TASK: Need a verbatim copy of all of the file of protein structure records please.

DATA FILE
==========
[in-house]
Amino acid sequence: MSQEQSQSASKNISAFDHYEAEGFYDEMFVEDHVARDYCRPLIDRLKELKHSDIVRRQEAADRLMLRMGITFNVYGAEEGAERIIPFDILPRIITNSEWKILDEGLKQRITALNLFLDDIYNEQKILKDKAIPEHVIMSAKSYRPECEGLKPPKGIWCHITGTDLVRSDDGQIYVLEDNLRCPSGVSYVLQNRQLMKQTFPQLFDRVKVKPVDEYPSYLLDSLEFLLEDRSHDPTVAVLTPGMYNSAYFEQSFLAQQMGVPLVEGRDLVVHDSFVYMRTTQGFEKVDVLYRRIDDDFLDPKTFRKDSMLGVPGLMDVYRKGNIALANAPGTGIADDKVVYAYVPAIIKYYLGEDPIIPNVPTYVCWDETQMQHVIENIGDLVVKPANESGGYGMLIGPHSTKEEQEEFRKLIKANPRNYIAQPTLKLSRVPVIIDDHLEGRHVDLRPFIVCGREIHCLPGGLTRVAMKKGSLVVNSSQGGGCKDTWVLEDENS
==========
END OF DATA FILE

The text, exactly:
[in-house]
Amino acid sequence: MSQEQSQSASKNISAFDHYEAEGFYDEMFVEDHVARDYCRPLIDRLKELKHSDIVRRQEAADRLMLRMGITFNVYGAEEGAERIIPFDILPRIITNSEWKILDEGLKQRITALNLFLDDIYNEQKILKDKAIPEHVIMSAKSYRPECEGLKPPKGIWCHITGTDLVRSDDGQIYVLEDNLRCPSGVSYVLQNRQLMKQTFPQLFDRVKVKPVDEYPSYLLDSLEFLLEDRSHDPTVAVLTPGMYNSAYFEQSFLAQQMGVPLVEGRDLVVHDSFVYMRTTQGFEKVDVLYRRIDDDFLDPKTFRKDSMLGVPGLMDVYRKGNIALANAPGTGIADDKVVYAYVPAIIKYYLGEDPIIPNVPTYVCWDETQMQHVIENIGDLVVKPANESGGYGMLIGPHSTKEEQEEFRKLIKANPRNYIAQPTLKLSRVPVIIDDHLEGRHVDLRPFIVCGREIHCLPGGLTRVAMKKGSLVVNSSQGGGCKDTWVLEDENS